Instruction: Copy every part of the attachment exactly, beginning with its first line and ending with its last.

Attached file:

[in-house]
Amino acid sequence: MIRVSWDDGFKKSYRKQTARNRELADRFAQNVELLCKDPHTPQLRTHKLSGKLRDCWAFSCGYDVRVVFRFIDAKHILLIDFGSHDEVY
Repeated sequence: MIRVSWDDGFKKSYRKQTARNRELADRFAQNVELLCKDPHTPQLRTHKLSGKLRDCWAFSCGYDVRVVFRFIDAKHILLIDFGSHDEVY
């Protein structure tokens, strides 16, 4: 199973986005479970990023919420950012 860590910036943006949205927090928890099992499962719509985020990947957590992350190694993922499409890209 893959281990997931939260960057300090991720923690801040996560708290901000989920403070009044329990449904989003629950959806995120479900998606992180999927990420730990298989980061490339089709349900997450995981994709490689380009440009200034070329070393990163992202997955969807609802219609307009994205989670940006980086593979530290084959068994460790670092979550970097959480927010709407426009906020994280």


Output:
[in-house]
Amino acid sequence: MIRVSWDDGFKKSYRKQTARNRELADRFAQNVELLCKDPHTPQLRTHKLSGKLRDCWAFSCGYDVRVVFRFIDAKHILLIDFGSHDEVY
Repeated sequence: MIRVSWDDGFKKSYRKQTARNRELADRFAQNVELLCKDPHTPQLRTHKLSGKLRDCWAFSCGYDVRVVFRFIDAKHILLIDFGSHDEVY
């Protein structure tokens, strides 16, 4: 199973986005479970990023919420950012 860590910036943006949205927090928890099992499962719509985020990947957590992350190694993922499409890209 893959281990997931939260960057300090991720923690801040996560708290901000989920403070009044329990449904989003629950959806995120479900998606992180999927990420730990298989980061490339089709349900997450995981994709490689380009440009200034070329070393990163992202997955969807609802219609307009994205989670940006980086593979530290084959068994460790670092979550970097959480927010709407426009906020994280």